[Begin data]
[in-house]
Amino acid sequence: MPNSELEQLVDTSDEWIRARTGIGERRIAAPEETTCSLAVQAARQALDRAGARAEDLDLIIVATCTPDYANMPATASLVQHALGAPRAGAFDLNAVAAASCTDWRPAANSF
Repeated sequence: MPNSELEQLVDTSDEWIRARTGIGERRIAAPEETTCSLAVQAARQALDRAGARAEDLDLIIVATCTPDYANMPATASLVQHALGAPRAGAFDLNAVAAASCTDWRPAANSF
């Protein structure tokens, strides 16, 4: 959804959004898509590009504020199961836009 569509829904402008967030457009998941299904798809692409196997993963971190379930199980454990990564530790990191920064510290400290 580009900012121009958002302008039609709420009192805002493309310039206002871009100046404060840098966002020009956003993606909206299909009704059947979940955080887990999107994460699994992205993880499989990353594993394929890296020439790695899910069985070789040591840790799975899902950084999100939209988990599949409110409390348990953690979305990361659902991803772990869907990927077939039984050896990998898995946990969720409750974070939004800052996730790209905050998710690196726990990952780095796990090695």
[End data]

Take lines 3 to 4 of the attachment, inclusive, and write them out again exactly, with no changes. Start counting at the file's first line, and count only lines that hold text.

Repeated sequence: MPNSELEQLVDTSDEWIRARTGIGERRIAAPEETTCSLAVQAARQALDRAGARAEDLDLIIVATCTPDYANMPATASLVQHALGAPRAGAFDLNAVAAASCTDWRPAANSF
């Protein structure tokens, strides 16, 4: 959804959004898509590009504020199961836009 569509829904402008967030457009998941299904798809692409196997993963971190379930199980454990990564530790990191920064510290400290 580009900012121009958002302008039609709420009192805002493309310039206002871009100046404060840098966002020009956003993606909206299909009704059947979940955080887990999107994460699994992205993880499989990353594993394929890296020439790695899910069985070789040591840790799975899902950084999100939209988990599949409110409390348990953690979305990361659902991803772990869907990927077939039984050896990998898995946990969720409750974070939004800052996730790209905050998710690196726990990952780095796990090695």